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What’s In a Color Name?

paintimagesWe’re all aware that color matters. The right color product can generate sales and the wrong color can lose them. But did you know that the right color name can be just as important? Whether it’s “Posh Pelican,” “Luv Hue” or “Beach Buoys,” an enticing color name has the power to excite, persuade, and ultimately close a sale.

Have you ever wondered who gets paid to do the fun job or naming all those textiles and paint colors? Yes, that would be me! After designing paint color systems and color palettes for the textile and building material industry for over 15 years, today I name colors as part of my job.

Before you say “dream job!” Keep in mind, the average paint color system contains 1,500 colors (give or take a few hundred), which begin their lives as nameless, color chip orphans.

With some of the strange names that the paint companies are coming up with these days, you might suspect that they’re just pulling names out of thin air or that alcohol is probably involved. Trust me! There’s a method to this madness.

In the years of designing products and naming them, I’ve discovered that in the art of color naming no two color namers do it the same way. There’s no “Color Naming for Dummies” book. As far as I know, there’s no class to learn how to do it and it doesn’t appear as a career choice on a high school guidance counselor’s assessment test.

Although we color namers each have different ways of approaching the task, we have the same goal in mind: to sell more product through color. The bottom line is that color names are marketing tools that help to sell products.

Here’s some insight into the reasoning and creative force behind how it’s done. The goal is to stimulate a personal connection between the color and intended end user by summoning a memory or evoking compelling emotions (even if they’re dark ones), so long as it results in a sale.

Call me strange, but I view each color that I’m proposing for a new product line as one of my little babies. I want it to be loved and in demand for its uniqueness, and bottom line, I want it to sell like crazy.

My ultimate goal in naming colors is to get a physical reaction out of the prospective customer. As customers go over the clever names on a color card, roll their eyes, raise an eyebrow, smirk, smile, chuckle, or laugh, they’re unknowingly seeing every color in the line. Every second they hold the color card increases the likelihood that they will find a color to purchase and not reach for your competitor’s product.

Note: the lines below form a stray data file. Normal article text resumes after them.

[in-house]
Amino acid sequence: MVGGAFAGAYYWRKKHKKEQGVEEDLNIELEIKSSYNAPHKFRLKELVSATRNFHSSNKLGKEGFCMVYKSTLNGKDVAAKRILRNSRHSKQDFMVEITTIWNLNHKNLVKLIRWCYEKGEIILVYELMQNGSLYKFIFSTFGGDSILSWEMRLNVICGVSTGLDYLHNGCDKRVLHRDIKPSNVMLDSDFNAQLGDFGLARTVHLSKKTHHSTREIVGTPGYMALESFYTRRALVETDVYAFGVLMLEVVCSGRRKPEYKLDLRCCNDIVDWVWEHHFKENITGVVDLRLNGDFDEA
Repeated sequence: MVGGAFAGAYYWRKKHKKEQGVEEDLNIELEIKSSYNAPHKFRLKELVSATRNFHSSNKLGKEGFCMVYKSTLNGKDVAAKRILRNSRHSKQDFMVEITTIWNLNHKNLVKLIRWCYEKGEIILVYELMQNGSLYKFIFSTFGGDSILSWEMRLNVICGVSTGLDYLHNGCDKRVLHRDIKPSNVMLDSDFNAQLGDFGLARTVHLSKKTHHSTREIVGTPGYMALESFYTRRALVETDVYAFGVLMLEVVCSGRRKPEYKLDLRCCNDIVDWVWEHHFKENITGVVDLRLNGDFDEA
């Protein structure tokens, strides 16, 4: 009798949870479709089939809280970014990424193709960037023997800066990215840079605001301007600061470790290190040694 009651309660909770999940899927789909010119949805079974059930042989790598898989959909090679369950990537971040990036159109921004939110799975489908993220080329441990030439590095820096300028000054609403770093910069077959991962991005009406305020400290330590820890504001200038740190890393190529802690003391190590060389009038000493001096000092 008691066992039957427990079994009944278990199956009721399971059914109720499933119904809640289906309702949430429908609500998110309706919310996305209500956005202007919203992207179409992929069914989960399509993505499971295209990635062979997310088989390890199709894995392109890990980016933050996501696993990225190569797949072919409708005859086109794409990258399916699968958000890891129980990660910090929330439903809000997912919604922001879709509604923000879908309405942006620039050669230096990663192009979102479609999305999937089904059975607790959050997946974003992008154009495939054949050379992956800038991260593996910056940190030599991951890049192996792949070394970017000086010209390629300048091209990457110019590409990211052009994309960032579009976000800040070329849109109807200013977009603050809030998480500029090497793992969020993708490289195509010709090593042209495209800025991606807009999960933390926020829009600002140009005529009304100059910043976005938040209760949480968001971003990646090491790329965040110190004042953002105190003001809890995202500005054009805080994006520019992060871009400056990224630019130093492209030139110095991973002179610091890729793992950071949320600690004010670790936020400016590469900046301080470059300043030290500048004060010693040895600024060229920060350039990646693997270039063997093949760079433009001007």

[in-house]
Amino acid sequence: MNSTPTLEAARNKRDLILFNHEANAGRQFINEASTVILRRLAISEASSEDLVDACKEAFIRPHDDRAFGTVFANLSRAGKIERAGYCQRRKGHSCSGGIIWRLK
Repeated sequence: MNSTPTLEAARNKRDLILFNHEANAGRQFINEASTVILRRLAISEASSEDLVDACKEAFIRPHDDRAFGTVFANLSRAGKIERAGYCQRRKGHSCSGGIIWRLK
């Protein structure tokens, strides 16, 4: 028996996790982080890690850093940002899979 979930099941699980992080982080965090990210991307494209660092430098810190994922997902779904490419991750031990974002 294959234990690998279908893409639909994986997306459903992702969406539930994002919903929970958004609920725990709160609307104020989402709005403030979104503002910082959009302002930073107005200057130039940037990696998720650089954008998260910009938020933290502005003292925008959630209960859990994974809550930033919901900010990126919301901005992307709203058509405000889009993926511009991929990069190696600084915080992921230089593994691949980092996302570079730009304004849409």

Guaranteed, if a customer says the color name out loud, it will be embedded in his or her mind for the rest of the day. But the ultimate “got ya!” moment is when the color name engages verbal communication.

As Enduratex’s color consultant, I create color palettes that develop into new product lines and design tools to help customers find and match colors. I also name the company’s colors and product lines.

Recently, while visiting Enduratex’s trade booth at the Hospitality Design (HD) Show, I was able to see firsthand how my work impacted their customers. At one point, I eaves-dropped on a conversation in which two female interior designers explained to their male sidekick what “Raccoon Eyes” were. They continued to walk around the booth, laughing while reading the names, probably totally unaware that in the process of responding to the catchy names, they were seeing all the colors on display. The man laughed so hard when he read “Not-Yo-Cheese” (named after my dog Nacho Libre) and continued to say “Not-Yo-Cheese” as he left the booth.

Most Difficult Colors to Name
Coming up with a new, interesting way to say “beige” can be challenging. Mainly because there are zillions of whites. For whites, it’s generally easier and more interesting to work with “feelings or lifestyles” themes. For instance, “Blank Canvas” is a rich yellow-ish brown, while “Tropical Bliss” is a fresh, bright blue-ish white.

Blue-greens can also be especially challenging to name, mainly because these colors don’t appear often in nature, other than in oceans. As with the whites, with blue-greens it’s generally more interesting to work with “feelings or lifestyles” themes, rather than the standard humdrum ocean names.

Easiest Colors to Name
Reds, yellows and greens are a snap! “Cha-Ching Cherry” and “Glitzerland Gold” are easy to envision. Greens too, since they’re so prevalent in nature and in food. For a fresh, in-your-face yellow-green, how about “You’re Outta Lime!?”


 

denise.jpgDenise Turner, ASID, CID, CMG is an award winning international colorist and speaker, color and design trend forecaster, Color Therapy specialist, marketing expert, author, and president of the Color Turners. She is an authority on cultural colors for the US and international market Denise regularly appears in the press, as a media spokesperson for ASID National and CMG Expert Speaker’s Bureau. She is an ASID professional member, former ASID chapter president, Certified Interior Designer, CMG Chair Holder CCIDC (California Council for Interior Design Certification) Board Member, ASID Designated Seat and UCLA graduate.   http://www.colorturners.com/ denise@colorturners.com

2 Comments on this Post

  1. Diana Kempton, IIDA, LEED-AP ID+C

    Thank you, Denise, for a VERY enlightening article on naming colors! I have copied this blog to supplement discussions on the topic in my Color and Design course at MCC this fall and will credit you as its author. After they learn about the major color systems, Pantone, etc., they are SO ready to hear how marketing color works in real life. They will LOVE the light-hearted origins like Not-Yo-Cheese!

    Reply
  2. Diana Kempton, IIDA, LEED-AP ID+C

    …and, of course, I’ll credit Designers Circle HQ as the source of the article’s publication!

    Reply

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